Player Status Module: Recovery scores

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Player Status Module: Recovery scores

In the last two blogs, we have discussed how the Player Status Module supports you in designing a training program with the ideal amount of training load and ideal variation of training load within a week. However, knowing what the players have done is not the only aspect that is integrated within the module. Receiving feedback from the players on how well they are recovered, and therefore, on how they are responding to the training program is of utmost importance as well. In this blog, we will go into more detail about how the Player Status Module uses recovery scores to analyze whether the players are responding well to the training program.

Within a team, it is often impossible to have a talk with all the players to track down how all the players feel and whether they are fatigued. With the use of recovery questionnaires, you obtain feedback from the players on these aspects daily. In the morning after a training session, the players fill in recovery forms (fatigue, muscle soreness, mood, stress, and sleep quality) in the JOHAN Team Performance app. By checking these recovery scores, you do not only get insights into which players are fatigued (or experience muscle soreness), and therefore possibly need their training program adjusted, you can also see which players experience high levels of stress. This might support your decision to sit down with the player and have a talk.  

Now that we have seen how recovery scores can help you, it is important to know how the data is analyzed. Since there is quite some inter-individual variation in how players score the recovery questionnaires, the data is analyzed on an individual basis. The inter-individual differences mean that some players always fill in scores of 2 to 4 on the recovery scores, therefore, when they score a 5 or higher this should warn you that the players are less recovered than normal. In contrast, other players always score 4-6 on muscle soreness (see figure 1). Hence, when they score a 7 or higher, this should alert you. To control for these differences, the Player Status Module analyses the usual scoring-tendency of a player, and when the player deviates from this tendency an alert will show up.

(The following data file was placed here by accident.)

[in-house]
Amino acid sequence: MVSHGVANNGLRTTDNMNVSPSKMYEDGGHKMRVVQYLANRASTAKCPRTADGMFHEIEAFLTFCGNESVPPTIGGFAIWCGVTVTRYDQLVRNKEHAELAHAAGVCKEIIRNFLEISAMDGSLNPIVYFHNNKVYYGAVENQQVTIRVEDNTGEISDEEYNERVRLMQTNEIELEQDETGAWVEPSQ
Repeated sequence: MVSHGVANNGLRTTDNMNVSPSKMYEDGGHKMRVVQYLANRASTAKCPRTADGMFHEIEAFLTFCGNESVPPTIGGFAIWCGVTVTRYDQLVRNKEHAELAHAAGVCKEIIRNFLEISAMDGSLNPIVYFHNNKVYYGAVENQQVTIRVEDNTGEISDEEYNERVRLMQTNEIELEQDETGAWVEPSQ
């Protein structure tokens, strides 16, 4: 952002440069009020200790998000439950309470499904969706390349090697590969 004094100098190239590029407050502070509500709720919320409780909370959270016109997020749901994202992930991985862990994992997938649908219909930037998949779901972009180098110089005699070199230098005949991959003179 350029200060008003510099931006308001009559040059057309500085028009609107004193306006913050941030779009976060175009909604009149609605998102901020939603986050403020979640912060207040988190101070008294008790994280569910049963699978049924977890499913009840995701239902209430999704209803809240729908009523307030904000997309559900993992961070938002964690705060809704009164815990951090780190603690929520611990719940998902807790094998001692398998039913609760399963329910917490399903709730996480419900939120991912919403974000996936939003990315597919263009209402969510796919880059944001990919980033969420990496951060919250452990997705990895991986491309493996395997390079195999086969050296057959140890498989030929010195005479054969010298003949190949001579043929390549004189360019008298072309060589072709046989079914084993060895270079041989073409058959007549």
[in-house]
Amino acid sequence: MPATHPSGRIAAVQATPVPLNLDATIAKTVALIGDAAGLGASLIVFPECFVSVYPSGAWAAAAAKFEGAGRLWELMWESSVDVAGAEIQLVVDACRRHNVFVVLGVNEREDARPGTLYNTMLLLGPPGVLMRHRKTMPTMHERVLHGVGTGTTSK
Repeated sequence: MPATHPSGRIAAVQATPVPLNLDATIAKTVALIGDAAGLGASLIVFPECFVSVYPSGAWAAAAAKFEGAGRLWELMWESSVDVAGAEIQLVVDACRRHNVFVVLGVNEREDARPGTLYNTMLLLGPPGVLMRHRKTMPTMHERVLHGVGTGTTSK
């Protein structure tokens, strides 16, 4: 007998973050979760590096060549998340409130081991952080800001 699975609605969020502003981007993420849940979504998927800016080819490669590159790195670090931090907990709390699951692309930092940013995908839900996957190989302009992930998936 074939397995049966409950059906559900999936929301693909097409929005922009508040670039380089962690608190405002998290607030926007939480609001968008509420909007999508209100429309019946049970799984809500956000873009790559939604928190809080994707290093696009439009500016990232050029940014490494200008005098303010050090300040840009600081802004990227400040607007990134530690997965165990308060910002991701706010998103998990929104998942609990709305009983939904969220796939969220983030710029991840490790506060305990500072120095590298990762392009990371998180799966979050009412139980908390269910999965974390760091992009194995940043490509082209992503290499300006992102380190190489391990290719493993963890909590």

Figure 1: Example of inter-individual differences in scoring-tendencies

But what are you going to do when an alert on one of the recovery scores shows up? Sometimes you want to expose your players to high training loads and push the boundaries. When a detection on one of the recovery values shows up then, this means you have succeeded. However, you should also make sure that these high scores will not proceed for a prolonged period, as this will overload the players. Planning a lower-intensity session after a high-intensity session is, therefore, the way to go. GPS-data can further support you in determining how to adjust training load. In contrast, if a player reports high values on the recovery scores without you aiming to push the boundaries, this likely indicates an overload on the player. Try to implement extra recovery strategies (massage, foam rolling session), and if this is not sufficient to lower the recovery values, reduce the training load for the player.

Conclusion

The Player Status Module does not only analyze what the players have done (GPS-data) but also analyzes how the players are responding to this training program (recovery scores). Since there are quite some inter-individual differences in how the players score the recovery questionnaire, the data is analyzed on an individual basis. When a player deviates from his/her normal scoring-tendency, this will be shown as a detection. Based on the detections and the goals you have in mind for the week, you can determine whether you are going to adjust the training program, implement an extra recovery strategy, or if you need to sit down with the player to have a talk. The data is there for the insights, you are the one to act upon it!